Tuesday, August 12, 2008


M’sia should do research on renewable sources of energy: Expert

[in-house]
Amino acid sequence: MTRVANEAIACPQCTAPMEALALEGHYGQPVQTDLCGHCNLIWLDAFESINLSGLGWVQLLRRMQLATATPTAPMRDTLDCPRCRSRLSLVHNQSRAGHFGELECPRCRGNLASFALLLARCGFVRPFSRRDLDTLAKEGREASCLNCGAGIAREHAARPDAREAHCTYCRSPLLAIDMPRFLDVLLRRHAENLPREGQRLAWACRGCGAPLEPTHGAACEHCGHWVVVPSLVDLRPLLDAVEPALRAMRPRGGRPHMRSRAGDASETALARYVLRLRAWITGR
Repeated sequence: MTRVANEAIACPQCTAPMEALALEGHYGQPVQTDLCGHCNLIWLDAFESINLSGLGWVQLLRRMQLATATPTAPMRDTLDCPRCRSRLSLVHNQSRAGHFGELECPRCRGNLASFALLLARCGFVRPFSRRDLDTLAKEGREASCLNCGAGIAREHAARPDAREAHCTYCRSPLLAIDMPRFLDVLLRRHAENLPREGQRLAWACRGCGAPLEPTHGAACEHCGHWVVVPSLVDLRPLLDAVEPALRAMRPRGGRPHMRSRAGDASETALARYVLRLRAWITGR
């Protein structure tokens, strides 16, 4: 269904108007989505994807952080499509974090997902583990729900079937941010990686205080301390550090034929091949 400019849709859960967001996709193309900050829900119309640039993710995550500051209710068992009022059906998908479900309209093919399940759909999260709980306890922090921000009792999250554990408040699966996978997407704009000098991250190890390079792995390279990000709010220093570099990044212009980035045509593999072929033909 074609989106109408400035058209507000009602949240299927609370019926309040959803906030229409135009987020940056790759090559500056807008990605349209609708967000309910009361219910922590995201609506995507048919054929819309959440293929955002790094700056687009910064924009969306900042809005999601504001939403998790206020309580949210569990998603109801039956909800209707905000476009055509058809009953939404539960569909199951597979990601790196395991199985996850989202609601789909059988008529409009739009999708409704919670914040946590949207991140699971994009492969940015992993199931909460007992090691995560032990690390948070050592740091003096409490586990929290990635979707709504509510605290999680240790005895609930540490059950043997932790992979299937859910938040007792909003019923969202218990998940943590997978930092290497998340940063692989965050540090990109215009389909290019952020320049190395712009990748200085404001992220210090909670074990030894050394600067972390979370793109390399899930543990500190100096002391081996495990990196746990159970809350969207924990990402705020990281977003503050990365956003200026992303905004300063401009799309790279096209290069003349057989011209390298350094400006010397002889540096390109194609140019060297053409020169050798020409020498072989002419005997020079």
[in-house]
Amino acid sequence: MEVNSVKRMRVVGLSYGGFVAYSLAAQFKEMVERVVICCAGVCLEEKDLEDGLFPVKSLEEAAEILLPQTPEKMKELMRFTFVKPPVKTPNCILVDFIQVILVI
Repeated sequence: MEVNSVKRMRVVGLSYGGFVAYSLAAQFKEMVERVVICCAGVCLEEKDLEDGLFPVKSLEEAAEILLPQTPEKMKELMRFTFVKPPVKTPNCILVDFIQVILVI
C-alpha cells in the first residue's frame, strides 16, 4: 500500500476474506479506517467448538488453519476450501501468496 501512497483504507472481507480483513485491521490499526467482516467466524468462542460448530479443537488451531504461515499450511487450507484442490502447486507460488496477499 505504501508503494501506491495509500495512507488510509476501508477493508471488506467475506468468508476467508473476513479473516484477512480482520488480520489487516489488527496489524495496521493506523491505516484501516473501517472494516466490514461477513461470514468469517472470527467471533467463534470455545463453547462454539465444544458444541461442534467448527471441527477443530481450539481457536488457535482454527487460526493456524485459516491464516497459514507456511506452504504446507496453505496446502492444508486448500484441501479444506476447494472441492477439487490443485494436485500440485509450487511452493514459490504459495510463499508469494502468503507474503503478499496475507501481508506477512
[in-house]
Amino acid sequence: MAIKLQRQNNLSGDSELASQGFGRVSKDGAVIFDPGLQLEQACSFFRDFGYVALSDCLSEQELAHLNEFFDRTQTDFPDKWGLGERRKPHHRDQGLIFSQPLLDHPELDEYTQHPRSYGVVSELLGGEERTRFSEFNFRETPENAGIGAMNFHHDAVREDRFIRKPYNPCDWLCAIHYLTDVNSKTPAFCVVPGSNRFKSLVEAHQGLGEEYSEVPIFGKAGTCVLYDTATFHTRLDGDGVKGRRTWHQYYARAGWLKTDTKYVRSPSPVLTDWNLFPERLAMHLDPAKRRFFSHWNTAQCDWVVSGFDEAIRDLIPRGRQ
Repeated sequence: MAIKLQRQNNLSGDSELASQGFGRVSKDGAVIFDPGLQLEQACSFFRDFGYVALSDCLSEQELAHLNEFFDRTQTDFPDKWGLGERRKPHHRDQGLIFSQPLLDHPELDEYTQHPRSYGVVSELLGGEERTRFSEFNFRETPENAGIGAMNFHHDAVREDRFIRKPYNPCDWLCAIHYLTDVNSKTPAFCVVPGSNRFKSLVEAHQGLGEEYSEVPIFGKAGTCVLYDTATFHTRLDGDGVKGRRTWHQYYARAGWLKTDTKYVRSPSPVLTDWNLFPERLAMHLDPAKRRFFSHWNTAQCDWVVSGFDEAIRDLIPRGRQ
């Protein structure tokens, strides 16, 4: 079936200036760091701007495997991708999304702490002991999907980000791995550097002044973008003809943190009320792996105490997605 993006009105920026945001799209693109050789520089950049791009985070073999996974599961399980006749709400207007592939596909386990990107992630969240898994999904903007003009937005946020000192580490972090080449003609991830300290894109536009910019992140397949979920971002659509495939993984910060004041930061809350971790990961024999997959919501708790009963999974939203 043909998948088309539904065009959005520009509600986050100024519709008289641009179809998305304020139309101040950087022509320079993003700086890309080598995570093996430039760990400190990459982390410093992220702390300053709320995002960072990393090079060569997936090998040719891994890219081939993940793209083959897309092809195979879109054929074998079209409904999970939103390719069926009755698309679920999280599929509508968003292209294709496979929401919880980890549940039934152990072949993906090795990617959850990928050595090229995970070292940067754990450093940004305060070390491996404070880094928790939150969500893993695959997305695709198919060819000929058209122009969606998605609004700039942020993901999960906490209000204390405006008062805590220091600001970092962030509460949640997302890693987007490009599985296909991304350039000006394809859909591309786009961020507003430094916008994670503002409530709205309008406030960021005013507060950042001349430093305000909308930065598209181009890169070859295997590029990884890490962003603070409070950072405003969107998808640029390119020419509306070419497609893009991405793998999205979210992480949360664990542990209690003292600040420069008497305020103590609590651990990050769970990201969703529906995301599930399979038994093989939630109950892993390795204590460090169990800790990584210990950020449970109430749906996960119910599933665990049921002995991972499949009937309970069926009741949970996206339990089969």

The Government should consider undertaking research on other renewable energy sources rather than using nuclear energy in the face of rising global oil price, an expert said yesterday. President of Physicians for Peace and Social Responsibility, Datuk Dr Ronald McCoy, said Malaysia might not have enough funds to undertake research on renewable sources of energy if it spent more money building nuclear reactors. “We must look into renewable sources of energy rather than concentrate on economic projects that are unsustainable,” he said when speaking at a forum on “Nuclear Abolition Now: Tomorrow May Be Too Late”, at the Institute of Diplomacy and Foreign Relations, here yesterday. Dr McCoy said it was not a good idea for Malaysia to use nuclear energy if the world price of fossil fuel continued to rise. “The Government should look into alternative sources before resorting to the use of nuclear energy,” he said when commenting on the recent move by the Government to consider using nuclear energy should the world price of fossil fuel continue to rise. Deputy Prime Minister Datuk Seri Najib Tun Razak had said that the Government was prepared to use nuclear energy to substitute oil as a long-term alternative to produce electricity if the fuel price continued to surge in the global market. However, he said, the Government would first look for other alternative sources of power such as solar, hydro, biomass and garbage. Dr McCoy, however, told the forum that there was no other method yet to dispose radioactive waste from nuclear energy, except by burying it deep underground. “If you have radioactive waste which is going to last for thousands of years and if you can’t dispose it, then it will become hazardous to health,” he said. He also refuted claims by certain nuclear energy industries that nuclear energy was considered cheap. “Nuclear energy is not cheap. The cost of building the facilities is high, the cost of maintenance is high, and of course the cost of re-conditioning the nuclear reactors is very high,” he said. - Bernama

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